Why I Do CrossFit

The first time I tried CrossFit, I didn’t really get it.

I had been going to conventional gyms regularly since high school and had dabbled in some bodybuilding. To me, working out was about routine. A set number of exercises, performed in a set order, for a set amount of time. But around 2006, a friend of mine showed me this website for something called CrossFit, and at first glance, it piqued my interest.

The first routine I ever tried was called “Fran,” and it was a mix of thrusters and pull-ups. I went through the instructions and tried to follow them as closely as I could. I slowly went through the motions, and at the end of the routine, I didn’t feel all that satisfied. I actually recall wanting to do sit-ups afterwards so I felt like I got a more complete workout. If I had judged CrossFit based on that one experience, I don’t think I would have pursued it at all. But I decided to stick with it.

Nine years later, it’s fair to say that CrossFit has, in many ways, defined my life. I won the second-ever CrossFit Games in 2008 and now own 20 gyms worldwide with my wife. And what made this all possible is the key ingredient to CrossFit that I hadn’t considered the first time I tried it: intensity.

The first time I attempted Fran, I put about 75 percent of myself into it, so I only got 75 percent of the results I was hoping for. While other fitness regimens focus on repeated individual workouts that target certain muscles, CrossFit is based on a number of very different workouts performed to the very best of your ability that complement one another. Your self-determination is the driving force for everything.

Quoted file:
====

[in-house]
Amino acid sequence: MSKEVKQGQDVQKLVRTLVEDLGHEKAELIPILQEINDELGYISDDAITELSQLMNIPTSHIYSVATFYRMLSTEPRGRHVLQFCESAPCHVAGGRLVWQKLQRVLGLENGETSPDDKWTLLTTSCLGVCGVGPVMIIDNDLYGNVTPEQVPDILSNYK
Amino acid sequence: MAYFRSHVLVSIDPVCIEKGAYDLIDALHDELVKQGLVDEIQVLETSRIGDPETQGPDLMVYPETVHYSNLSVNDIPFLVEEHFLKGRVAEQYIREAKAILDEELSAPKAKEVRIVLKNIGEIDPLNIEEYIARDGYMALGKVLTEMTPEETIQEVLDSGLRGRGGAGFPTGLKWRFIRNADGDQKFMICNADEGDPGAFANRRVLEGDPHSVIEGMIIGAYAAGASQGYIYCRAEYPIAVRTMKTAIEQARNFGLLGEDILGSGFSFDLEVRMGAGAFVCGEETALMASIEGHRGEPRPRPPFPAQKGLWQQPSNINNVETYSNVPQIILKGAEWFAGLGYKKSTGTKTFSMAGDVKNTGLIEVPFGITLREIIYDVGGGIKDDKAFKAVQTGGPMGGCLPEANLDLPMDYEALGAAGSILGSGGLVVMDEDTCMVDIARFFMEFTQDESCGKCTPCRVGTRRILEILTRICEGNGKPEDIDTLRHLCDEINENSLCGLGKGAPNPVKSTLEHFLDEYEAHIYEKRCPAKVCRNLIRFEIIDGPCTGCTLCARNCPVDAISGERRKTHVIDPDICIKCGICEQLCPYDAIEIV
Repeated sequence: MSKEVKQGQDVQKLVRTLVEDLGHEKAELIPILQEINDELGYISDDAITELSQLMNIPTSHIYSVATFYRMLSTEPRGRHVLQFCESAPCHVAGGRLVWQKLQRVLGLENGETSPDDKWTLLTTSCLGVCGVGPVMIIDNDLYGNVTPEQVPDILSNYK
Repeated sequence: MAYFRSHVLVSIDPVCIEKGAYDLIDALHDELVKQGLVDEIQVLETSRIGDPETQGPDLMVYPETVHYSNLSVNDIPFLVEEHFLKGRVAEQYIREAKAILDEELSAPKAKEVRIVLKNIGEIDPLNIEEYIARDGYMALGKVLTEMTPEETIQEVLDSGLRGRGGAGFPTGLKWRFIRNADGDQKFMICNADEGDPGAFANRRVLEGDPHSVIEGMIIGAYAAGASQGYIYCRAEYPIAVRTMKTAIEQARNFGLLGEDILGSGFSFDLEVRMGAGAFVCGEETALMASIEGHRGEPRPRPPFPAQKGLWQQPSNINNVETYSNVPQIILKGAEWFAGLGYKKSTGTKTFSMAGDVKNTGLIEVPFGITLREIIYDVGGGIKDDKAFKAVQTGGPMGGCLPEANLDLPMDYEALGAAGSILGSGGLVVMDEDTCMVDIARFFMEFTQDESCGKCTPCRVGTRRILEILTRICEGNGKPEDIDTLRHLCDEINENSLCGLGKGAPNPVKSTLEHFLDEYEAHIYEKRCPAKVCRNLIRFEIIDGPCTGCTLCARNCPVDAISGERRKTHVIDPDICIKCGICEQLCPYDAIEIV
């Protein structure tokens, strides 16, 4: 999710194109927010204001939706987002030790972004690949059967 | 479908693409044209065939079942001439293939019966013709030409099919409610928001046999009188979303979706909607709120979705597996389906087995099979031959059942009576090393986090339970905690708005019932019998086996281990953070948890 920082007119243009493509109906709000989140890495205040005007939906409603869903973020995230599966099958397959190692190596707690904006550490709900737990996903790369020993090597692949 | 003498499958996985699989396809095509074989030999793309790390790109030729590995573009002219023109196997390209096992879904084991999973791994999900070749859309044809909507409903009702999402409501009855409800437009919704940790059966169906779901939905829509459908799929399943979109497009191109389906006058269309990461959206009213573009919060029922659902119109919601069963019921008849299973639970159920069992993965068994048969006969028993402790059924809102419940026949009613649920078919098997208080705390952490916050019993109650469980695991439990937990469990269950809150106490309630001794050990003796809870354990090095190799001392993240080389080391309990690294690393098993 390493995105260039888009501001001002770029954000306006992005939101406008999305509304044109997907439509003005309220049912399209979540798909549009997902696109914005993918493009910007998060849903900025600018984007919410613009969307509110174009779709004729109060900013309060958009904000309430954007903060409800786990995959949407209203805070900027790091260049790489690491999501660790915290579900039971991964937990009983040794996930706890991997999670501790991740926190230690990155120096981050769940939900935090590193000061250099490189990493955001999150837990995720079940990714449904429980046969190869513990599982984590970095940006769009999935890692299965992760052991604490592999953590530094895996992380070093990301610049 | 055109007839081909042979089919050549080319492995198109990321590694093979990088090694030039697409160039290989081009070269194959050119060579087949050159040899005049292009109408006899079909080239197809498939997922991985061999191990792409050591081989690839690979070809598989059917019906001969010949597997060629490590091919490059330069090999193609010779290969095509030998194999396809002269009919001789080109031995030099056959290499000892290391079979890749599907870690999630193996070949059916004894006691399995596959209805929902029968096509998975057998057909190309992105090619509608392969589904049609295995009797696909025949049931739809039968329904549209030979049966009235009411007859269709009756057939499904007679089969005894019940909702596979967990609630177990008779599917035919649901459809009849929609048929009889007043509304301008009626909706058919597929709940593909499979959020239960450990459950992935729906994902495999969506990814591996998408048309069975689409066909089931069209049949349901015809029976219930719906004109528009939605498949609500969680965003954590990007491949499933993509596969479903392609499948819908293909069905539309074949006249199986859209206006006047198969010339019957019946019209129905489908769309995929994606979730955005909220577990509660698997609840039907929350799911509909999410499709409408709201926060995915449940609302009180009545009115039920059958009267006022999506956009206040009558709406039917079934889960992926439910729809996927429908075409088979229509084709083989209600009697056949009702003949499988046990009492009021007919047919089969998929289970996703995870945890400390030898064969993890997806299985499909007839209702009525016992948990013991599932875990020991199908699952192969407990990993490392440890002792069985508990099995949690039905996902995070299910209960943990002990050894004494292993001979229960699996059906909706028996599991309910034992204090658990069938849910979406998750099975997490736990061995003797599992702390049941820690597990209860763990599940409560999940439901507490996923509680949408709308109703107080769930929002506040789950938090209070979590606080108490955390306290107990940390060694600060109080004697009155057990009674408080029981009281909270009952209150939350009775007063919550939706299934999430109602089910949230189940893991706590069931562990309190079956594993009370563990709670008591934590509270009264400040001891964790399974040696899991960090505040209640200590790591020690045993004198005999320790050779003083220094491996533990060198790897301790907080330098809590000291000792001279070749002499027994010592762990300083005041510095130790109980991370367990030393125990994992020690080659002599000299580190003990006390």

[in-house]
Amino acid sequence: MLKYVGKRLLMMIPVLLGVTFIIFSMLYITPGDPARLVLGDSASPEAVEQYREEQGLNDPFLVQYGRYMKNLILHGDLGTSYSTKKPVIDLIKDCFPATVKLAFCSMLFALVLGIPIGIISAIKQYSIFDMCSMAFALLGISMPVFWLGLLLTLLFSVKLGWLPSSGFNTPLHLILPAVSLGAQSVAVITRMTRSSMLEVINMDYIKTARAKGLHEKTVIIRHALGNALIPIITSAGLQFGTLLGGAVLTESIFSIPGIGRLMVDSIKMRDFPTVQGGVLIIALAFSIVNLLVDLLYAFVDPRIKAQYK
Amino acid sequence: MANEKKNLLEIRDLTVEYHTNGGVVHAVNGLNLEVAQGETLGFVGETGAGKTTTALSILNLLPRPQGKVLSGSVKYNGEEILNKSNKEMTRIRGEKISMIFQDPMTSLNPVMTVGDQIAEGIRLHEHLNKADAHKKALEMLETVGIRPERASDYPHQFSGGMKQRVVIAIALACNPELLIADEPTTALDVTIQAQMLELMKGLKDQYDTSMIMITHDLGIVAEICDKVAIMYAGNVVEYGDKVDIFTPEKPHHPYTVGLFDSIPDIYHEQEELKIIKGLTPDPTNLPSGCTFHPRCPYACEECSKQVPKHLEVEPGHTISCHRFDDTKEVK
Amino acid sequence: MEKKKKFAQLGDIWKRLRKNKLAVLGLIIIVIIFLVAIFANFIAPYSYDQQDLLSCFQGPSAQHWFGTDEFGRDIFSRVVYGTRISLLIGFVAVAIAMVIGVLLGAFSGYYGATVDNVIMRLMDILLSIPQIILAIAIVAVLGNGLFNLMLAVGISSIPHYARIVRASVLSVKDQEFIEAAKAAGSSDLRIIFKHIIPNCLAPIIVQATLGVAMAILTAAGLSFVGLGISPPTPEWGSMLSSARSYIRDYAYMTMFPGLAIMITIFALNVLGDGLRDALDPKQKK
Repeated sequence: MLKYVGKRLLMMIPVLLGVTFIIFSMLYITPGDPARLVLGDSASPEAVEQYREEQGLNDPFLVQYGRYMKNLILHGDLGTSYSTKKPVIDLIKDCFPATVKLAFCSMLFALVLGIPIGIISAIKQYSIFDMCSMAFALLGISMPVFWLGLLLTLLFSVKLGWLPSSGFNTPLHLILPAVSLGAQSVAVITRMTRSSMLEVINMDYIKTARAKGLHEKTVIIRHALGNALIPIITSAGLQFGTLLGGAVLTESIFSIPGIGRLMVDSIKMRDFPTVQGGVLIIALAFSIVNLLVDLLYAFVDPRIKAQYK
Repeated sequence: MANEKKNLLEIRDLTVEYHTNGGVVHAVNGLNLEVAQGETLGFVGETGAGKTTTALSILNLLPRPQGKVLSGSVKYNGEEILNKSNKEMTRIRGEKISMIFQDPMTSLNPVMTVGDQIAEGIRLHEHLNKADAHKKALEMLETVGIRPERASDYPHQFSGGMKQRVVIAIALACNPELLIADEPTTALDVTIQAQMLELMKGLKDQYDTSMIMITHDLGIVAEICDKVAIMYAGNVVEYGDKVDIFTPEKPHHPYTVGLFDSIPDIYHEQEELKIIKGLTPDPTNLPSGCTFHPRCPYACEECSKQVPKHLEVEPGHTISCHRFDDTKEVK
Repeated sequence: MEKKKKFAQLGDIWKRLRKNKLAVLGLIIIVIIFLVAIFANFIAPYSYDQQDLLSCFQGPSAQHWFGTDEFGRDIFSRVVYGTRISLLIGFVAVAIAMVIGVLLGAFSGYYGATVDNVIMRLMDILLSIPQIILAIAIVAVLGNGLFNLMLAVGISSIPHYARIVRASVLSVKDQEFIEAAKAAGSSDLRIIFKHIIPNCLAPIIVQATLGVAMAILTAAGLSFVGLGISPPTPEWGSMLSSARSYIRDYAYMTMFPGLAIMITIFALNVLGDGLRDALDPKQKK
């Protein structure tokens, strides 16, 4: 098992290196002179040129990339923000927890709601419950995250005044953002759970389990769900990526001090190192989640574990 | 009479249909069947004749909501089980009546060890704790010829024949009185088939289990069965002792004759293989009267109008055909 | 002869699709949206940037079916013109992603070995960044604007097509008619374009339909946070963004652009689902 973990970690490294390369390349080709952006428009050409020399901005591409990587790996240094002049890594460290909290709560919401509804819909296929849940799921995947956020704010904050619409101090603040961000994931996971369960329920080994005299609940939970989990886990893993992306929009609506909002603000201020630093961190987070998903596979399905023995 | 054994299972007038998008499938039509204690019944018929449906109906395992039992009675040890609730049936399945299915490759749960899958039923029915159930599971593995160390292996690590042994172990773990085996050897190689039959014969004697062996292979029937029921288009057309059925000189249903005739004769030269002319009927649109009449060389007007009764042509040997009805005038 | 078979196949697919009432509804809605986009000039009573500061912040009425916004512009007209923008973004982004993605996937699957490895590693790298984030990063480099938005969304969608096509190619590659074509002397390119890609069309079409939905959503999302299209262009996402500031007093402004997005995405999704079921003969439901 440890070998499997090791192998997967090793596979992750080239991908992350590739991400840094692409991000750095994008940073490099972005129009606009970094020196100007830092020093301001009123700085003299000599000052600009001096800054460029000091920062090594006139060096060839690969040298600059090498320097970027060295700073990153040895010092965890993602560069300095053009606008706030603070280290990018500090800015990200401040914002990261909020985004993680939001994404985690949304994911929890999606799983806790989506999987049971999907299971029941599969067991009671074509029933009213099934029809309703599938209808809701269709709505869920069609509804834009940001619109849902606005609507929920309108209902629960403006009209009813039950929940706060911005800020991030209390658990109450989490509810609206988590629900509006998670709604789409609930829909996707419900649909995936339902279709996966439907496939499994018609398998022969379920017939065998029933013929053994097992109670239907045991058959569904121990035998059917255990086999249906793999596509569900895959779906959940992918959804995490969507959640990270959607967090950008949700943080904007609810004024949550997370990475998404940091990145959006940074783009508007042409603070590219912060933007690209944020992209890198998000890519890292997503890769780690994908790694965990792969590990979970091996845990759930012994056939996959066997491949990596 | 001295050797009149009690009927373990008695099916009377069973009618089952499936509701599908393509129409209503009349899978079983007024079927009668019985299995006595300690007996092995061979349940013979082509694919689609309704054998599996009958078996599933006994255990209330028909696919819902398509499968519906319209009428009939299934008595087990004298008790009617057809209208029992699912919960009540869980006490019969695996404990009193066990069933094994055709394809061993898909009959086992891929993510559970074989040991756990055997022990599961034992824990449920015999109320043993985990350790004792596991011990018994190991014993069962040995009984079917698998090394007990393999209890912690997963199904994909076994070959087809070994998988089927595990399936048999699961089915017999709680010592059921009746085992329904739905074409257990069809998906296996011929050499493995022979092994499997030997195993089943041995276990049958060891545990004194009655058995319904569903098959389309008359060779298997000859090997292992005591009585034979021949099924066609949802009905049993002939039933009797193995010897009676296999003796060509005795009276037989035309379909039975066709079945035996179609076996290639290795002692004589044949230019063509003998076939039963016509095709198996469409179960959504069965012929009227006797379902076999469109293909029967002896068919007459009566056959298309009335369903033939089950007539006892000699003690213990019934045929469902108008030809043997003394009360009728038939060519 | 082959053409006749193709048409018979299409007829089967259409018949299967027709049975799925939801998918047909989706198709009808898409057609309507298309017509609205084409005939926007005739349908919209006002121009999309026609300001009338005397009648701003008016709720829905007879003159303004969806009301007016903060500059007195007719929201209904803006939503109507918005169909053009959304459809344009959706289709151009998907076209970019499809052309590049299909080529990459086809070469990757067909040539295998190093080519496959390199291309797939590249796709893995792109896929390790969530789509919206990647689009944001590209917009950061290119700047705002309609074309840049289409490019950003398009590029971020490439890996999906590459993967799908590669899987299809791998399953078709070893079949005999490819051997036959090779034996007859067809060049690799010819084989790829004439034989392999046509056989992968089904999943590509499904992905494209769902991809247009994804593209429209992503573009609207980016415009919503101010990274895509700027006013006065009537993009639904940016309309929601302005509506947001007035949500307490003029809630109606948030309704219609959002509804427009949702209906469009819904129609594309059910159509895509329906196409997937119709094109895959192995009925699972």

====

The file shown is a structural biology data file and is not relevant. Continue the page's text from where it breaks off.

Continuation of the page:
It took me a couple of weeks of trying it to see the bigger picture, and then about three-to-six months to be completely hooked. I wasn’t an easy convert because I was so used to the bodybuilding idea of spending two hours in the gym doing bilaterals and trilaterals — splitting everything up by body part. But after joining CrossFit, I started seeing these great results while working out for less time, and that definitely caught my attention.

When people ask what makes CrossFit so different or special, I usually point to two things. The first is that it puts a timer to your workout so that you can quantify them, and then push yourself against your previous time. This isn’t about doing the same workout every time, but always striving to do the best workout you’ve ever done. The internal competition is a lot more motivating than plugging in your headphones and zoning out.

And the second is the community aspect of it. Having friends cheer you on and push you to succeed is an unbelievably powerful force, and it’s also just flat-out fun. The energy in CrossFit gyms is always unbelievably positive, and in many ways, those vibes can be as beneficial to you as any other aspect of your workout.

Interestingly, one of the common knocks on people who do CrossFit is that they become obsessed with it.


In a country facing an epidemic of diseases related to poor health and fitness, I don’t think having more people take their fitness seriously is the worst thing. CrossFit doesn’t strictly cater to any one type of person. Walk into any gym and you’re bound to find a range of people of every shape, size and age. Everyone in that gym is supporting one another because ultimately they’re all working toward a personal goal. There’s a reason people are passionate about the community aspect of CrossFit: It works.